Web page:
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Spring constant?

  1. Jan 4, 2010 #1
    1. The problem statement, all variables and given/known data
    A ball is dropped from rest at a height of 50.0m above a spring. After the ball hits, it compresses the spring .340m. Ignoring any non-conservative forces, find the spring constant if the mass of the ball is 4.50 kg.


    2. Relevant equations
    Hooke's law: k = mg/x


    3. The attempt at a solution
    I'm not sure what to do.
    k = 4.50 kg x 9.8 m/s / 0.340 m = 129.71
    That doesn't seem right.
    Help?
     
  2. jcsd
  3. Jan 4, 2010 #2

    rock.freak667

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    Conservation of energy would work very well here.
     
  4. Jan 4, 2010 #3
    but how do you use conservation of energy with springs?
     
  5. Jan 4, 2010 #4

    rock.freak667

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    The potential energy stored in a spring is given by 1/2kx2. So what type of energy is being converted into the elastic potential energy in the spring?
     
  6. Jan 4, 2010 #5
    the kinetic energy of the ball?
     
  7. Jan 4, 2010 #6

    rock.freak667

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    The energy is possesses at rest 50m above the spring.
     
  8. Jan 4, 2010 #7
    so the gravitational potential energy of the ball at 50m converts to the elastic potential energy in the spring?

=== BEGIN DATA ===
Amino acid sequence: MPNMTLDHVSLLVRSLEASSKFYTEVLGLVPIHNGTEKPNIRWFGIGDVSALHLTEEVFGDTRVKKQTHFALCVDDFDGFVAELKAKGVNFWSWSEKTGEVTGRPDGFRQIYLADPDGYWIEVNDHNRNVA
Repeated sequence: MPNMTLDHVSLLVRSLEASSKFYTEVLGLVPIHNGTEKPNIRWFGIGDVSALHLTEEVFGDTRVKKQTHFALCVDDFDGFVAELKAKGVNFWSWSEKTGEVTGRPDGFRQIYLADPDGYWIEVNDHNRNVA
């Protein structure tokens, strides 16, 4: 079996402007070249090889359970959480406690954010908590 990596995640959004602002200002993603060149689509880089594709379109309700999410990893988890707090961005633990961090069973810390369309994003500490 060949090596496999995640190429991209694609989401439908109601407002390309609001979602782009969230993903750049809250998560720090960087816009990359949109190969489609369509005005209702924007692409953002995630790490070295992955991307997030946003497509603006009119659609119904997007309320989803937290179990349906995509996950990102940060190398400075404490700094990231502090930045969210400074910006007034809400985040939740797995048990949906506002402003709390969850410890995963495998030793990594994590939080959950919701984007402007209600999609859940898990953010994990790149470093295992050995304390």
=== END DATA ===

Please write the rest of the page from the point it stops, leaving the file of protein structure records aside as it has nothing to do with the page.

9. Jan 4, 2010 #8

    rock.freak667

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    That would be correct. Can you now form an equation and solve for the spring constant 'k'?
     
  10. Jan 4, 2010 #9
    mghi + kxi^2 = mghf + kxf^2 ??
     
  11. Jan 4, 2010 #10

    rock.freak667

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    Initially the spring is not extended, so what does the left side reduce to? At the final stage, the final height is zero. So the entire equation simplifies to?
     
  12. Jan 4, 2010 #11
    so then just

    mghi = kxf^2
     
  13. Jan 4, 2010 #12

    rock.freak667

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    Right, so what is k equal to now?
     
  14. Jan 4, 2010 #13
    4.50 kg x 9.8 m/s x 50.0 m = k x 0.340m
    k = 6485.3 ?
     
  15. Jan 4, 2010 #14

    rock.freak667

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    That should be

    [tex]4.5 kg \times 9.81 m/s^2 \times 50m = \frac{1}{2}k(0.34m)^2[/tex]


    Solve again for k
     
  16. Jan 4, 2010 #15
    38187.71?
     
  17. Jan 4, 2010 #16

    rock.freak667

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    That looks correct to me
     
  18. Jan 4, 2010 #17
    Thank you so much!
     
  19. Jan 4, 2010 #18
    To nit-pick, the ball doesn't fall 50.0 meters, it falls 50.34 m after compressing the spring.
     
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